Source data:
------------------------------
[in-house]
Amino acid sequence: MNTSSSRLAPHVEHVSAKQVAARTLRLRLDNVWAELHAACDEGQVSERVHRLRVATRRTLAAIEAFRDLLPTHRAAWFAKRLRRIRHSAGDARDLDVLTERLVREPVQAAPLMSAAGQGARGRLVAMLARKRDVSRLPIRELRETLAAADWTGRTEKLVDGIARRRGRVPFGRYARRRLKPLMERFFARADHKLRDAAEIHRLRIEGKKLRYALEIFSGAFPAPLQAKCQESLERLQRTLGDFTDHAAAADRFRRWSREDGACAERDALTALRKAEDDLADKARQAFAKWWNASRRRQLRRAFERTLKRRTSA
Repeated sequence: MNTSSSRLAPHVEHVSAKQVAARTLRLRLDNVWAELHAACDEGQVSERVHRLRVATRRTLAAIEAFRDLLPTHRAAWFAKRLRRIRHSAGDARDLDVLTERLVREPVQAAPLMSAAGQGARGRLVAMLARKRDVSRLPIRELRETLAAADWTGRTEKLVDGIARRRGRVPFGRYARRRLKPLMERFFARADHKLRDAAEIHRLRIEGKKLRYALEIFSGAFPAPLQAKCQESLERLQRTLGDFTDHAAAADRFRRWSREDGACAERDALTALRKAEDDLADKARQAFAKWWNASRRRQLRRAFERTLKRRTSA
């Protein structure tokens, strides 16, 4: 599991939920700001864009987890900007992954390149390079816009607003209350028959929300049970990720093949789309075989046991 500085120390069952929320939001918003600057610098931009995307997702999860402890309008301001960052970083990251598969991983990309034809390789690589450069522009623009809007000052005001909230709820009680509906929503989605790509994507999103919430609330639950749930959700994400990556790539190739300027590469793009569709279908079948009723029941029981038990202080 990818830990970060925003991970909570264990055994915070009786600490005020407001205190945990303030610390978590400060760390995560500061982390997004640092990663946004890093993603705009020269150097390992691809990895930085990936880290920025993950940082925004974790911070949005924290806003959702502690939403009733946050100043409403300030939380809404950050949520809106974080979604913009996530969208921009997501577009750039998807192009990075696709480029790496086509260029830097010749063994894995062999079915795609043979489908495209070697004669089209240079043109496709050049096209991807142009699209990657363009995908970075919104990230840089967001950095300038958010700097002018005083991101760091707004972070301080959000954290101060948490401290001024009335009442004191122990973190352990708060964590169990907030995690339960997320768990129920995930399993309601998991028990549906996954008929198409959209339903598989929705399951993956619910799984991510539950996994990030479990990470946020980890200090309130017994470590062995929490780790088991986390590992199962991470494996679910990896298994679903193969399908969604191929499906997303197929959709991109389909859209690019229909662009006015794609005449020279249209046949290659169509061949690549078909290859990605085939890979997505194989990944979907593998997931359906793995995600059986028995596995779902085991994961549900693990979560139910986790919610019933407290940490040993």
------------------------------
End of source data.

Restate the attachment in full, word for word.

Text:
[in-house]
Amino acid sequence: MNTSSSRLAPHVEHVSAKQVAARTLRLRLDNVWAELHAACDEGQVSERVHRLRVATRRTLAAIEAFRDLLPTHRAAWFAKRLRRIRHSAGDARDLDVLTERLVREPVQAAPLMSAAGQGARGRLVAMLARKRDVSRLPIRELRETLAAADWTGRTEKLVDGIARRRGRVPFGRYARRRLKPLMERFFARADHKLRDAAEIHRLRIEGKKLRYALEIFSGAFPAPLQAKCQESLERLQRTLGDFTDHAAAADRFRRWSREDGACAERDALTALRKAEDDLADKARQAFAKWWNASRRRQLRRAFERTLKRRTSA
Repeated sequence: MNTSSSRLAPHVEHVSAKQVAARTLRLRLDNVWAELHAACDEGQVSERVHRLRVATRRTLAAIEAFRDLLPTHRAAWFAKRLRRIRHSAGDARDLDVLTERLVREPVQAAPLMSAAGQGARGRLVAMLARKRDVSRLPIRELRETLAAADWTGRTEKLVDGIARRRGRVPFGRYARRRLKPLMERFFARADHKLRDAAEIHRLRIEGKKLRYALEIFSGAFPAPLQAKCQESLERLQRTLGDFTDHAAAADRFRRWSREDGACAERDALTALRKAEDDLADKARQAFAKWWNASRRRQLRRAFERTLKRRTSA
């Protein structure tokens, strides 16, 4: 599991939920700001864009987890900007992954390149390079816009607003209350028959929300049970990720093949789309075989046991 500085120390069952929320939001918003600057610098931009995307997702999860402890309008301001960052970083990251598969991983990309034809390789690589450069522009623009809007000052005001909230709820009680509906929503989605790509994507999103919430609330639950749930959700994400990556790539190739300027590469793009569709279908079948009723029941029981038990202080 990818830990970060925003991970909570264990055994915070009786600490005020407001205190945990303030610390978590400060760390995560500061982390997004640092990663946004890093993603705009020269150097390992691809990895930085990936880290920025993950940082925004974790911070949005924290806003959702502690939403009733946050100043409403300030939380809404950050949520809106974080979604913009996530969208921009997501577009750039998807192009990075696709480029790496086509260029830097010749063994894995062999079915795609043979489908495209070697004669089209240079043109496709050049096209991807142009699209990657363009995908970075919104990230840089967001950095300038958010700097002018005083991101760091707004972070301080959000954290101060948490401290001024009335009442004191122990973190352990708060964590169990907030995690339960997320768990129920995930399993309601998991028990549906996954008929198409959209339903598989929705399951993956619910799984991510539950996994990030479990990470946020980890200090309130017994470590062995929490780790088991986390590992199962991470494996679910990896298994679903193969399908969604191929499906997303197929959709991109389909859209690019229909662009006015794609005449020279249209046949290659169509061949690549078909290859990605085939890979997505194989990944979907593998997931359906793995995600059986028995596995779902085991994961549900693990979560139910986790919610019933407290940490040993």